People We Love: Bert Sacks
Peace activist Bert Sacks says “We live in a very violent country, and we don’t realize it so much.” Sacks, a retired engineer, will appear in federal court in September to appeal a $16,000 fine for violating U.S. economic sanctions when he delivered medicine to an Iraqi hospital in 1997.
For more than a decade, the sanctions caused shortages of clean water, medicine, and other necessities for Iraqis. UNICEF reports that the sanctions, combined with Gulf War bombing of infrastructure, caused the deaths of over 500,000 Iraqi children under the age of 5 from 1991 to 1998. Sacks argues that this mass killing was terrorism.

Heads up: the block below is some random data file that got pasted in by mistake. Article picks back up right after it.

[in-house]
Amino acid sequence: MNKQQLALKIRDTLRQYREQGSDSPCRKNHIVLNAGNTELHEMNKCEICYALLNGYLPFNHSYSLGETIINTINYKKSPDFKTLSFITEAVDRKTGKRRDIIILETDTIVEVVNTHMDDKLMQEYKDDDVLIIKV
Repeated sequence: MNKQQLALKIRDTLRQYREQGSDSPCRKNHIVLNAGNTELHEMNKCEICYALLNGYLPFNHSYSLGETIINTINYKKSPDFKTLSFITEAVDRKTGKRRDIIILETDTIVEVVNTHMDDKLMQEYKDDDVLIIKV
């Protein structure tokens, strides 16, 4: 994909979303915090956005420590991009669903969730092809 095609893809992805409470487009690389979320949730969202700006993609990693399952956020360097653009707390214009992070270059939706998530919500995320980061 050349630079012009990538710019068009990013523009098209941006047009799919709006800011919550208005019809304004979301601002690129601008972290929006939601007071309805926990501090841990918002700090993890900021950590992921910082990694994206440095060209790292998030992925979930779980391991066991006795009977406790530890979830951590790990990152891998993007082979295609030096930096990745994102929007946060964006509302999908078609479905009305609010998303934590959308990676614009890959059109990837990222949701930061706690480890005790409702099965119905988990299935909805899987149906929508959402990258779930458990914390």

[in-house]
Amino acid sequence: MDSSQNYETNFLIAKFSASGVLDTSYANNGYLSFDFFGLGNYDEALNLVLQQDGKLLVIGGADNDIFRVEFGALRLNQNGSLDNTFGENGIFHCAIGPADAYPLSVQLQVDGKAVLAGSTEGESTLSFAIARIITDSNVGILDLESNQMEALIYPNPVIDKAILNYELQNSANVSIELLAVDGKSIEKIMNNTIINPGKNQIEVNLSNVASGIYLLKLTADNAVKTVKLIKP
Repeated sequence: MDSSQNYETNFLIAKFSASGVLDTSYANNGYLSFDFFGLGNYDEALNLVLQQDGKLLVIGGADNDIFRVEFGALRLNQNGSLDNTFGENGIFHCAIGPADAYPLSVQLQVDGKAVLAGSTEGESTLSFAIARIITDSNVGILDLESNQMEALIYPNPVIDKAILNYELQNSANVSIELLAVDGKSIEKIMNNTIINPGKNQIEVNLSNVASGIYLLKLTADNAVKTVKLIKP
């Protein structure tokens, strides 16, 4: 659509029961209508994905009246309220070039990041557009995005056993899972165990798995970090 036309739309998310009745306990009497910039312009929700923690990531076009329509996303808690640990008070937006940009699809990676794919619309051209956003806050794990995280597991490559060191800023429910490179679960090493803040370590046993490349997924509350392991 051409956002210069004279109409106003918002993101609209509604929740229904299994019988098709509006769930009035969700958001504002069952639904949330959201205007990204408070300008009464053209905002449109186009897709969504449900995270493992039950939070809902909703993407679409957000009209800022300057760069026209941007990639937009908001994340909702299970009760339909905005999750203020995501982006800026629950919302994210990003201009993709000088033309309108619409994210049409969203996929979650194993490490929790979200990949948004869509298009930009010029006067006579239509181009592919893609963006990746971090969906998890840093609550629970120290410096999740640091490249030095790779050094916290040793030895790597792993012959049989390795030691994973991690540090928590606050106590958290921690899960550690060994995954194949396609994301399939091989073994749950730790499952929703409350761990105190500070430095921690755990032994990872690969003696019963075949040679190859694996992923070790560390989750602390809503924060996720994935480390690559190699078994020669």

After 15 years as a humanitarian activist and witness to atrocities, Sacks believes unconditional benevolence—as practiced by Gandhi—is the only remedy to personal and global violence. Sacks does not expect to win his case, but says, “It’s not a sacrifice. I want to be happy—that’s why I’m doing this.”
Robert Mellinger wrote this article for Beyond Prisons, the Summer 2011 issue of YES! Magazine.
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